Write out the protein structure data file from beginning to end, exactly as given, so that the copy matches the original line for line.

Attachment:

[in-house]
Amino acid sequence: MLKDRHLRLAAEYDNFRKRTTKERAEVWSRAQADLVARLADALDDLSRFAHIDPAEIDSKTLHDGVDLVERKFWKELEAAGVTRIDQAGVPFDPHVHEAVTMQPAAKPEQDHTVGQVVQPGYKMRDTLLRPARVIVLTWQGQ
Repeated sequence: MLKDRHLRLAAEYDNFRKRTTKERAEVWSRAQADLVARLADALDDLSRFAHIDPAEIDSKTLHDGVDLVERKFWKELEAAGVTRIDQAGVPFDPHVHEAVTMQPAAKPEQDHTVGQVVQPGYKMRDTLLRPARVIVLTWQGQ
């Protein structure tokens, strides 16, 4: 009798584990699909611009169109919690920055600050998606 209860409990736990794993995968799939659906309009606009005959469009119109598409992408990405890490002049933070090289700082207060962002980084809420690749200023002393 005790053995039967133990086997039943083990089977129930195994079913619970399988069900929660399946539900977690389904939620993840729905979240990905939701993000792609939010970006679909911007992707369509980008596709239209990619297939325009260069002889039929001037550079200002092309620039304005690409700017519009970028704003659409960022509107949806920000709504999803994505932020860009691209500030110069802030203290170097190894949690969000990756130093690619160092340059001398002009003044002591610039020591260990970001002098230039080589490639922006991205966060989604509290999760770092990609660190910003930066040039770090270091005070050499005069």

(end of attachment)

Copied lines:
[in-house]
Amino acid sequence: MLKDRHLRLAAEYDNFRKRTTKERAEVWSRAQADLVARLADALDDLSRFAHIDPAEIDSKTLHDGVDLVERKFWKELEAAGVTRIDQAGVPFDPHVHEAVTMQPAAKPEQDHTVGQVVQPGYKMRDTLLRPARVIVLTWQGQ
Repeated sequence: MLKDRHLRLAAEYDNFRKRTTKERAEVWSRAQADLVARLADALDDLSRFAHIDPAEIDSKTLHDGVDLVERKFWKELEAAGVTRIDQAGVPFDPHVHEAVTMQPAAKPEQDHTVGQVVQPGYKMRDTLLRPARVIVLTWQGQ
């Protein structure tokens, strides 16, 4: 009798584990699909611009169109919690920055600050998606 209860409990736990794993995968799939659906309009606009005959469009119109598409992408990405890490002049933070090289700082207060962002980084809420690749200023002393 005790053995039967133990086997039943083990089977129930195994079913619970399988069900929660399946539900977690389904939620993840729905979240990905939701993000792609939010970006679909911007992707369509980008596709239209990619297939325009260069002889039929001037550079200002092309620039304005690409700017519009970028704003659409960022509107949806920000709504999803994505932020860009691209500030110069802030203290170097190894949690969000990756130093690619160092340059001398002009003044002591610039020591260990970001002098230039080589490639922006991205966060989604509290999760770092990609660190910003930066040039770090270091005070050499005069």